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Pence's former chief of staff cooperating with Jan. 6 committee

The House committee is assessing what information Marc Short might be able to provide following his subpoena.
Image: Marc SHort, House Republicans Hold Closed Conference Meeting On Immigration
Marc Short, then the White House director of legislative affairs, speaks to the media as he leaves a Republican conference meeting on Capitol Hill on June 7, 2018.Alex Wong / Getty Images file

WASHINGTON — Marc Short, who was chief of staff to then-Vice President Mike Pence, is cooperating with the House committee investigating the Jan. 6 riot at the U.S. Capitol, according to two people familiar with the panel's activities.

"He is," one of the sources said. "So far."

A second source, who confirmed that Short had been subpoenaed, said the panel is assessing what information he might be able to provide.

Short did not immediately respond to a request for comment.

CNN first reported that Short received a subpoena and is cooperating with the committee. Some of former President Donald Trump's allies have resisted the bipartisan panel's efforts to investigate the attack on the Capitol, in which a crowd loyal to Trump stormed barricades, assaulted police officers, terrorized lawmakers and staff members and ransacked the building. Among other lines of inquiry, the committee is looking into whether members of Trump's inner circle coordinated the riot.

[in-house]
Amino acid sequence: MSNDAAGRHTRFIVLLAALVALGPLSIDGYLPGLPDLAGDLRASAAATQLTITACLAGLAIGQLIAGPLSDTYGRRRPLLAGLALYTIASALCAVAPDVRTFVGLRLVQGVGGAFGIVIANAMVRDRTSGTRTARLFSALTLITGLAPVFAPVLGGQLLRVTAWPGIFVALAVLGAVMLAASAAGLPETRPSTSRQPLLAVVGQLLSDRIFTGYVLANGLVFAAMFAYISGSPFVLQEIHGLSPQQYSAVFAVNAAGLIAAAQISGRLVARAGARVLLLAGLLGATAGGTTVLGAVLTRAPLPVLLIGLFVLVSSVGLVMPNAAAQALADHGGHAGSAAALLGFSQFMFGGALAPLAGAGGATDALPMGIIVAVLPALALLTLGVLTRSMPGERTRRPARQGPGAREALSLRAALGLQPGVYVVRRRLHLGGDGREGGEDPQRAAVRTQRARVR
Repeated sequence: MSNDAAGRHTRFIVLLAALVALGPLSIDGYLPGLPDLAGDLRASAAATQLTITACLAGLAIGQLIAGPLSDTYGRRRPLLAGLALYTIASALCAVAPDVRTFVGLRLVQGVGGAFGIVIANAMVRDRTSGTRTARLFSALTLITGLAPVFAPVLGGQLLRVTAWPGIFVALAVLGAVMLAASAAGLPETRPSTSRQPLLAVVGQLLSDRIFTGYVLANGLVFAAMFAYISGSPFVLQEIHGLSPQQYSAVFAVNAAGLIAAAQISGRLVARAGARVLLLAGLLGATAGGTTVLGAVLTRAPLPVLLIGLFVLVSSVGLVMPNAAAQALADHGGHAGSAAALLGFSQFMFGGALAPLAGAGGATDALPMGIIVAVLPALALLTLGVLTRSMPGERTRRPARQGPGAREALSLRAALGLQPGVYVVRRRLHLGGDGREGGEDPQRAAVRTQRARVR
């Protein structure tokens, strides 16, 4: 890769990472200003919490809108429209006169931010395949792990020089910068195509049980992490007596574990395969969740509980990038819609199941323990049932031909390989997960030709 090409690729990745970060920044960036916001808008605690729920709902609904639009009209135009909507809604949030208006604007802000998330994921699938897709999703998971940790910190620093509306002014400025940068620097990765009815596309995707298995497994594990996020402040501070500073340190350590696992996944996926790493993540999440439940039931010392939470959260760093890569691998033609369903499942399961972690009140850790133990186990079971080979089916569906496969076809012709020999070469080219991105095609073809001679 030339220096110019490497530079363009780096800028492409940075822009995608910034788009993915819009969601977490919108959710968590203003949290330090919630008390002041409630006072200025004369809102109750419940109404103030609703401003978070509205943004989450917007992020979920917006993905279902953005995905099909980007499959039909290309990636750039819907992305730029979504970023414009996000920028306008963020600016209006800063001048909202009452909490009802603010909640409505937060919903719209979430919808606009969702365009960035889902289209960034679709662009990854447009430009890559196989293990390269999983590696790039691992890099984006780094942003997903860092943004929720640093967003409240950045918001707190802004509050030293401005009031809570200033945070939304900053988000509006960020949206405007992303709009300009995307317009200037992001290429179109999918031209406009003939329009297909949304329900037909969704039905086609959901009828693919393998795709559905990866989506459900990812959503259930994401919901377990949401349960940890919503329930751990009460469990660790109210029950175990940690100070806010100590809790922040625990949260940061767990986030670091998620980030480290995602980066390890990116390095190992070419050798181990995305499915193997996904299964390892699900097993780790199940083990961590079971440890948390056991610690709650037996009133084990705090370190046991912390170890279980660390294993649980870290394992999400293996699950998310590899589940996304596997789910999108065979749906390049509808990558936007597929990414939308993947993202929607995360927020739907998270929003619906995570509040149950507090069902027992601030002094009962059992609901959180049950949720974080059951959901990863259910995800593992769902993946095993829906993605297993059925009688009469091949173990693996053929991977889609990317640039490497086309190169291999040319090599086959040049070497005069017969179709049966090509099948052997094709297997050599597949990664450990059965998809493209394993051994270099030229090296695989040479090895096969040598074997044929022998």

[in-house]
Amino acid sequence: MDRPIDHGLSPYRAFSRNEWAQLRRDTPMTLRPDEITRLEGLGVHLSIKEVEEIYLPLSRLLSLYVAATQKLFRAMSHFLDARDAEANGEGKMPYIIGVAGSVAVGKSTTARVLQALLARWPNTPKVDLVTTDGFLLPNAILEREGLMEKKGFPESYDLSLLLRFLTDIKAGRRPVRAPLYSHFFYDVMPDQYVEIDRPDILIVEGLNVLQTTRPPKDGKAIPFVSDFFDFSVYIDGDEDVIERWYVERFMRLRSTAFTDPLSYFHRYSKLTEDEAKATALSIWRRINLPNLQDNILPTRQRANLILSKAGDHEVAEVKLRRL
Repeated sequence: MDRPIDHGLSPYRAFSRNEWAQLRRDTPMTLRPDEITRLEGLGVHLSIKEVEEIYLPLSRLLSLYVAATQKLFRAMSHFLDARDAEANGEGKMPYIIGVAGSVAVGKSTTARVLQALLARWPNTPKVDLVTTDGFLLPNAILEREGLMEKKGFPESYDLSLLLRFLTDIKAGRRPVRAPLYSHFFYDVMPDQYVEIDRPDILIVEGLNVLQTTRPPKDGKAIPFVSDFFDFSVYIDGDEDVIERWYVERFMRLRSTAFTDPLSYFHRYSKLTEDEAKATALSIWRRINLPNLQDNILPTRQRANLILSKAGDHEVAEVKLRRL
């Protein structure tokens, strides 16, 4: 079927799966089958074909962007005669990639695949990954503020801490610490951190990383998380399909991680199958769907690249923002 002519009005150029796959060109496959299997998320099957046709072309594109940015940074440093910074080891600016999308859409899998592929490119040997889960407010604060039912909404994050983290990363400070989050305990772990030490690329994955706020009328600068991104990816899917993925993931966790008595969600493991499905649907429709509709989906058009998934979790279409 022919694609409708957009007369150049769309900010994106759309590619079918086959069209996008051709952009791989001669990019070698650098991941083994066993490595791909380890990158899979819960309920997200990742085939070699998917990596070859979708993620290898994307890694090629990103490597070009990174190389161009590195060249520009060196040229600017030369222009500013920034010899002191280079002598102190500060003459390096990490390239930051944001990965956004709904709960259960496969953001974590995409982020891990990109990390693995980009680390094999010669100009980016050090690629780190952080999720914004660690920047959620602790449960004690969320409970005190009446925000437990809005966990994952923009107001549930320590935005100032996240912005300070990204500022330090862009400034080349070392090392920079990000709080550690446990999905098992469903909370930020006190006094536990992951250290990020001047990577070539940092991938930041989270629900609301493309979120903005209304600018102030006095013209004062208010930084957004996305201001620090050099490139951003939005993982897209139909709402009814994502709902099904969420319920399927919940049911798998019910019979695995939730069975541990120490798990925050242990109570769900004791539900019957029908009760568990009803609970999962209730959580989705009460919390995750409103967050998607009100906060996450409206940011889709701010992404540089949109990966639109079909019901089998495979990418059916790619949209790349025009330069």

In November, a federal grand jury indicted former Trump White House aide Steve Bannon on two contempt-of-Congress charges related to his refusal to testify and provide documents to the committee. Bannon pleaded not guilty to both counts.

Last week, John Eastman, a lawyer who wrote memos arguing that Pence could overrule the electoral vote count, said on Bannon's podcast that he would avoid testifying by asserting his Fifth Amendment right against possible self-incrimination. Eastman's deposition is scheduled for Wednesday, and longtime Trump adviser Jason Miller has been ordered to appear for a deposition Friday.

Mark Meadows, one of Trump's White House chiefs of staff, has provided documents to the committee and is expected to give a deposition soon, panel Chair Bennie Thompson, D-Miss., said last week. Meadows began engaging following a threat of a criminal contempt-of-Congress referral like the one that led to Bannon's indictment.